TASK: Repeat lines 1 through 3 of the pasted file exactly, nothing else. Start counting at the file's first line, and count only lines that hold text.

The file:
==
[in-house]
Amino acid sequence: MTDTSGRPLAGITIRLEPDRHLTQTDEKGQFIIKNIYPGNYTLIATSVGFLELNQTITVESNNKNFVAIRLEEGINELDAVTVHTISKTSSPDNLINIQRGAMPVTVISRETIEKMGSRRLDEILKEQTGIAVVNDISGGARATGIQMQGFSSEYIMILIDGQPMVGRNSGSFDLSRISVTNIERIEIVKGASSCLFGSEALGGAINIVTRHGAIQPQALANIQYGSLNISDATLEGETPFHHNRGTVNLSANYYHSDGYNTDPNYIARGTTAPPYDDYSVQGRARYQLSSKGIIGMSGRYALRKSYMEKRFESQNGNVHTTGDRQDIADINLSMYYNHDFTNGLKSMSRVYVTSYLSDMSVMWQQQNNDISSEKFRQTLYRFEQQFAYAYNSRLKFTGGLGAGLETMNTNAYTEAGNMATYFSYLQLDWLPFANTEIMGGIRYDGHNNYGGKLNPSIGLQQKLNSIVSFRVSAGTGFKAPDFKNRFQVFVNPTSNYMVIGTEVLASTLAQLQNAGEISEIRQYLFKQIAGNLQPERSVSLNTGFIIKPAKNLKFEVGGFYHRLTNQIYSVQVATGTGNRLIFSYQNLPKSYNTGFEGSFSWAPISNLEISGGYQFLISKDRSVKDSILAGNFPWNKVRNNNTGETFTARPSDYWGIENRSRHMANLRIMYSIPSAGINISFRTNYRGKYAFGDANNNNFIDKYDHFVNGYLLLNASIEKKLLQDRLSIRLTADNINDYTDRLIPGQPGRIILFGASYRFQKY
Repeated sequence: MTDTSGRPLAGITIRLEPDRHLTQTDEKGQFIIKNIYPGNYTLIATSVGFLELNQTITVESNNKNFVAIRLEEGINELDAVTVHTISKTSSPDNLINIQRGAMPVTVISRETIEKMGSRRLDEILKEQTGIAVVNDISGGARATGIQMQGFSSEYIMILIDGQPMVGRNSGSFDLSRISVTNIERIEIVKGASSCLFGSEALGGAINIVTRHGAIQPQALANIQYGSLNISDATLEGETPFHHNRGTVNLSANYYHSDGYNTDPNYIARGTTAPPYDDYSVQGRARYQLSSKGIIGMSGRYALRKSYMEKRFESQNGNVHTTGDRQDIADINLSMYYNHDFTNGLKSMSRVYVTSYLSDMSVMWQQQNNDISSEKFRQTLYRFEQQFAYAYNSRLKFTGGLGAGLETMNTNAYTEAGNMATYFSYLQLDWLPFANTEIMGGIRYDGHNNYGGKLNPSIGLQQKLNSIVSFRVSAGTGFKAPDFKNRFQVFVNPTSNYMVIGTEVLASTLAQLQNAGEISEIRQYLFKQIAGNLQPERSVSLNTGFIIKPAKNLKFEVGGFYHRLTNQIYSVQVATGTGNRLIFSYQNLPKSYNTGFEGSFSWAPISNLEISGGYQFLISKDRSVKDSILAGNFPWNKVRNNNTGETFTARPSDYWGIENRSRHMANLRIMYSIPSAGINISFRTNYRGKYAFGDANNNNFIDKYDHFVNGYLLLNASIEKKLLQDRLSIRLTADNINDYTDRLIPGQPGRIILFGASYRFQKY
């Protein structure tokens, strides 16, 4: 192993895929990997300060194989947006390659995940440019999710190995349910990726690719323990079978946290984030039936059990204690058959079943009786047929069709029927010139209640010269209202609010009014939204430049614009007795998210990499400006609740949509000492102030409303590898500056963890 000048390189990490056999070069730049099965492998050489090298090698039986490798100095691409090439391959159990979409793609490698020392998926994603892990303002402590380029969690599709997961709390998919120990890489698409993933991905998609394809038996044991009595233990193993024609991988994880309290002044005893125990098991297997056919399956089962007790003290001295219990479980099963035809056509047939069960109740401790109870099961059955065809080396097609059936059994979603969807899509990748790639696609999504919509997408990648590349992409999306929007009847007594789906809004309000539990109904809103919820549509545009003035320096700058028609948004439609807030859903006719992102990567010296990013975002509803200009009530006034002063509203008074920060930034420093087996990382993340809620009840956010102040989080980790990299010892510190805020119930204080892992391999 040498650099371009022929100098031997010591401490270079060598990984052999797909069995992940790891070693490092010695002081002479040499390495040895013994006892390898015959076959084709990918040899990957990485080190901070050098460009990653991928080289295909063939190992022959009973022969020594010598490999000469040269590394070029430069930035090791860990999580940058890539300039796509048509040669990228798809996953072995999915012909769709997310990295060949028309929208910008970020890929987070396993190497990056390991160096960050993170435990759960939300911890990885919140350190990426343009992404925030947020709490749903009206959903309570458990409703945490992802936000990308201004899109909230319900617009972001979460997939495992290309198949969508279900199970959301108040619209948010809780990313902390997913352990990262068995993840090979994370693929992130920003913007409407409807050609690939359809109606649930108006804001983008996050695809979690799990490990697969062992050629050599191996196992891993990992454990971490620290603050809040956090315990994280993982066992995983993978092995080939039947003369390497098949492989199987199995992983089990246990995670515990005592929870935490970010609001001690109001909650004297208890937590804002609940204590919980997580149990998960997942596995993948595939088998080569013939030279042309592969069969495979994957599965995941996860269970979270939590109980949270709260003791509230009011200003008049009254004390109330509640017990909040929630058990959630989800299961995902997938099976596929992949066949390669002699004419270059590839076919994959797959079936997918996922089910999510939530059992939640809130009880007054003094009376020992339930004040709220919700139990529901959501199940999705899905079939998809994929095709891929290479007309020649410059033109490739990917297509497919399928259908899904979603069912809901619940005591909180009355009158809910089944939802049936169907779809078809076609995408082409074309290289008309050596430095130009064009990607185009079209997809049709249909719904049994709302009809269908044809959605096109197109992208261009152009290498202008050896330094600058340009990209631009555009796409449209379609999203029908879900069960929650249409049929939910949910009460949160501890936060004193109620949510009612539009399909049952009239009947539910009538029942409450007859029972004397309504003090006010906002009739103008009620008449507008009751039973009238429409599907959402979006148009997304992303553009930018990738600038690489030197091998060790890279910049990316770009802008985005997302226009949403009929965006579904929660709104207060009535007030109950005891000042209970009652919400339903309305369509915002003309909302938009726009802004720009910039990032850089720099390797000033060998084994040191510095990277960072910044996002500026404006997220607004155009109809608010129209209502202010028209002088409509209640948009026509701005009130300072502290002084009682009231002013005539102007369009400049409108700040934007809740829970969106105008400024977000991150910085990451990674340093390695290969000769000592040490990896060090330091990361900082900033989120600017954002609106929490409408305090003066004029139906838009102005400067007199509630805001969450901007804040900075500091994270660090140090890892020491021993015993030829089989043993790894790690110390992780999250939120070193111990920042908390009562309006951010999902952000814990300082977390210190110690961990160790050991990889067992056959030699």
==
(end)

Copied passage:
[in-house]
Amino acid sequence: MTDTSGRPLAGITIRLEPDRHLTQTDEKGQFIIKNIYPGNYTLIATSVGFLELNQTITVESNNKNFVAIRLEEGINELDAVTVHTISKTSSPDNLINIQRGAMPVTVISRETIEKMGSRRLDEILKEQTGIAVVNDISGGARATGIQMQGFSSEYIMILIDGQPMVGRNSGSFDLSRISVTNIERIEIVKGASSCLFGSEALGGAINIVTRHGAIQPQALANIQYGSLNISDATLEGETPFHHNRGTVNLSANYYHSDGYNTDPNYIARGTTAPPYDDYSVQGRARYQLSSKGIIGMSGRYALRKSYMEKRFESQNGNVHTTGDRQDIADINLSMYYNHDFTNGLKSMSRVYVTSYLSDMSVMWQQQNNDISSEKFRQTLYRFEQQFAYAYNSRLKFTGGLGAGLETMNTNAYTEAGNMATYFSYLQLDWLPFANTEIMGGIRYDGHNNYGGKLNPSIGLQQKLNSIVSFRVSAGTGFKAPDFKNRFQVFVNPTSNYMVIGTEVLASTLAQLQNAGEISEIRQYLFKQIAGNLQPERSVSLNTGFIIKPAKNLKFEVGGFYHRLTNQIYSVQVATGTGNRLIFSYQNLPKSYNTGFEGSFSWAPISNLEISGGYQFLISKDRSVKDSILAGNFPWNKVRNNNTGETFTARPSDYWGIENRSRHMANLRIMYSIPSAGINISFRTNYRGKYAFGDANNNNFIDKYDHFVNGYLLLNASIEKKLLQDRLSIRLTADNINDYTDRLIPGQPGRIILFGASYRFQKY
Repeated sequence: MTDTSGRPLAGITIRLEPDRHLTQTDEKGQFIIKNIYPGNYTLIATSVGFLELNQTITVESNNKNFVAIRLEEGINELDAVTVHTISKTSSPDNLINIQRGAMPVTVISRETIEKMGSRRLDEILKEQTGIAVVNDISGGARATGIQMQGFSSEYIMILIDGQPMVGRNSGSFDLSRISVTNIERIEIVKGASSCLFGSEALGGAINIVTRHGAIQPQALANIQYGSLNISDATLEGETPFHHNRGTVNLSANYYHSDGYNTDPNYIARGTTAPPYDDYSVQGRARYQLSSKGIIGMSGRYALRKSYMEKRFESQNGNVHTTGDRQDIADINLSMYYNHDFTNGLKSMSRVYVTSYLSDMSVMWQQQNNDISSEKFRQTLYRFEQQFAYAYNSRLKFTGGLGAGLETMNTNAYTEAGNMATYFSYLQLDWLPFANTEIMGGIRYDGHNNYGGKLNPSIGLQQKLNSIVSFRVSAGTGFKAPDFKNRFQVFVNPTSNYMVIGTEVLASTLAQLQNAGEISEIRQYLFKQIAGNLQPERSVSLNTGFIIKPAKNLKFEVGGFYHRLTNQIYSVQVATGTGNRLIFSYQNLPKSYNTGFEGSFSWAPISNLEISGGYQFLISKDRSVKDSILAGNFPWNKVRNNNTGETFTARPSDYWGIENRSRHMANLRIMYSIPSAGINISFRTNYRGKYAFGDANNNNFIDKYDHFVNGYLLLNASIEKKLLQDRLSIRLTADNINDYTDRLIPGQPGRIILFGASYRFQKY